What words of wisdom would you give to someone who would like to start cycle touring?
Take touring one day at a time, then it’s not overwhelming. Start out with what you’ve got and don’t buy too much gear till you know what works for you. Never buy or carry things you ‘might’ need, only things you WILL need, but rain gear is like insurance, you need it even if you don’t use it. For your first trip, you could just do an overnight camp out somewhere so you won’t need to worry about food en route, just carry dinner and snacks, a pot, stove, tent, mat and sleeping bag. Don’t feel you have to ride it all, let the train get you out of the city and start from there.
Is it possible to buy a good touring bike without spending a king’s ransom?
These days it’s much more common to see a pricey – £1500 or more – full-sus mountain bike than a touring bike for that price, because touring bikes don’t have expensive things like suspension. You need simplicity and not exotic frame materials. I would budget about £600 for a bike and look for a good mid-range hybrid bike, just make sure it’s got mounting points for a rear rack. £1000 gets you a really great touring bike such as the classic Dawes Galaxy or the Surly Long Haul Trucker, a great option if you want 26″ wheels or to use straight bars and not drops.
Helmet no helmet?
I don’t often wear one, I must admit, but I always take it on long overseas tours and wear it in the mountains and in cities. I wear a helmet for mountain biking, where you’re highly likely to come off.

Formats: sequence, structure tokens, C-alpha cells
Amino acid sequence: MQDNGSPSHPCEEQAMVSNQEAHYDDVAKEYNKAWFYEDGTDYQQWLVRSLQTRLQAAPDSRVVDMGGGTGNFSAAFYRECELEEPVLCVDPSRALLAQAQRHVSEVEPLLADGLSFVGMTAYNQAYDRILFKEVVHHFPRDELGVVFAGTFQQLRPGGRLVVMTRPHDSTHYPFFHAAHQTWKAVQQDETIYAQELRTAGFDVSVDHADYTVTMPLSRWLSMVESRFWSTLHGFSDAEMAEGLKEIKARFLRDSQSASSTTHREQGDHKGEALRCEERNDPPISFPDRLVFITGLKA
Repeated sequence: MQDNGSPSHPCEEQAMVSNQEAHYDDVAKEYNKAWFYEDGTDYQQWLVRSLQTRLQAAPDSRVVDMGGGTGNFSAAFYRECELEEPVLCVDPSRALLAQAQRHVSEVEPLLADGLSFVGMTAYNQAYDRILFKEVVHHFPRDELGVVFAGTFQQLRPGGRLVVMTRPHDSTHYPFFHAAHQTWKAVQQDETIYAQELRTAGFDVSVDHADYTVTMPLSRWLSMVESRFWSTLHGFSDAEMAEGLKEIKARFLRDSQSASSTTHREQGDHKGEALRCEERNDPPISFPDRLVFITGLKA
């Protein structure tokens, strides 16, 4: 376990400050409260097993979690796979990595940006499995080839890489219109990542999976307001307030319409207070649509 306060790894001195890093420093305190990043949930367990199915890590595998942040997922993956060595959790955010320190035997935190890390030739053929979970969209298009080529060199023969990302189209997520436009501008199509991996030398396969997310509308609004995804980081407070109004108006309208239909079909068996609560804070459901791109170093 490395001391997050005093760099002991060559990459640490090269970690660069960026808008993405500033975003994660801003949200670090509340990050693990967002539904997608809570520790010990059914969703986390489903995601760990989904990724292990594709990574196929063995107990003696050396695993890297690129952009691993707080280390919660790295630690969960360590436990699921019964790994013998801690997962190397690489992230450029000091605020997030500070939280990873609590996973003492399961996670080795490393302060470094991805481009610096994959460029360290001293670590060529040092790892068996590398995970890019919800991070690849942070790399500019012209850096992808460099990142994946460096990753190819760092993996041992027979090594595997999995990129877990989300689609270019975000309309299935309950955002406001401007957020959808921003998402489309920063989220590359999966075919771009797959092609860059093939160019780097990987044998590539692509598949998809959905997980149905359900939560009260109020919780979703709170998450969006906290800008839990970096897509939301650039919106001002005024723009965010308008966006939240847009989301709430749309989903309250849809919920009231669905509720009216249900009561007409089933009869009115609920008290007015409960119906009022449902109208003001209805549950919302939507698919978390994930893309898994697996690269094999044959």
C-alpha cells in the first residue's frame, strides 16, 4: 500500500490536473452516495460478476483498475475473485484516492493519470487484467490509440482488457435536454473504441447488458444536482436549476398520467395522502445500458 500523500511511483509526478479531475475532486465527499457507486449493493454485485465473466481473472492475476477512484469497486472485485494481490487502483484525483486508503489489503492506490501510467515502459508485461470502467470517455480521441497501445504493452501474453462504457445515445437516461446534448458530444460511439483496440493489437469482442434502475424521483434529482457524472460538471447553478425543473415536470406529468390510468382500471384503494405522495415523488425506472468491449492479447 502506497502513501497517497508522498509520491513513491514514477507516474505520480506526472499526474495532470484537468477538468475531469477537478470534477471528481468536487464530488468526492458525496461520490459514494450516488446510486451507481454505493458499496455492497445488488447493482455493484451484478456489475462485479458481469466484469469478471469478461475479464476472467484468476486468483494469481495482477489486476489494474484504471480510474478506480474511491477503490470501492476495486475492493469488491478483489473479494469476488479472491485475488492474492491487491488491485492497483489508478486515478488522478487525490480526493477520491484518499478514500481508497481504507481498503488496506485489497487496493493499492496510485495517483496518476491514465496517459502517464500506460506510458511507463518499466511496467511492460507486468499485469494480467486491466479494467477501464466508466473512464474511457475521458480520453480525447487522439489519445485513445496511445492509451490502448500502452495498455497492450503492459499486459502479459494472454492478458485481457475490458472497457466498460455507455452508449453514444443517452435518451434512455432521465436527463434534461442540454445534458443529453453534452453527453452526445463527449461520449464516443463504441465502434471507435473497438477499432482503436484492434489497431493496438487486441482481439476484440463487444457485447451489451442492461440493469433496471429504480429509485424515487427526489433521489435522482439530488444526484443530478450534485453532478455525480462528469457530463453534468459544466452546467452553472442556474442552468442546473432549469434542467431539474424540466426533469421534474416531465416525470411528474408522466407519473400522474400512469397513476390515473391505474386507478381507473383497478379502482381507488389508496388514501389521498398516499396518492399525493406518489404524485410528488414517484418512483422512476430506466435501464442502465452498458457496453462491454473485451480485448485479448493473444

Should there be mandatory insurance for cyclists in the UK?
I’m a member of CTC which means I’ve automatically got third party cover and legal aid, but much as I hate scofflaw cyclists, mandatory insurance would mean more bureaucracy such as registration and before long they’d be taxing us!
Have you ever considered touring on a fixie?
No way! I’d like more gears, not fewer. Actually, I don’t really get the fixie thing, but nor do I get racing bikes either. I like trying out different kinds of bike but the ones I like best are always the versatile types such as cross-country mountain bikes or hybrids.
What would you like to see in cycle touring clothing that is not available at the moment?
Clothing that functions as well as cycling gear but also looks good off the bike. Right now it’s mostly either functional but geeky gear or good-looking but less functional gear. I cycle in general purpose outdoor clothing such as trekking or travel trousers and lightweight hiking rain jackets, but I must admit top of the line cycling clothing is a treat to ride in. Also, outdoor clothing often comes in natural colours whereas I look for bright orange for cycling, just for the visibility, so that’s not easy to find either.
You can buy The Adventure Cycle-Touring Handbook from www.trailblazer-guides.com for £14.99 ( P&P is free anywhere in the world).
Now Closed – The lucky winner is Stuart from Somerset. Thank you to all who entered.
Check out our next great book prize Moroccan Atlas – the Trekking Guide by Alan Palmer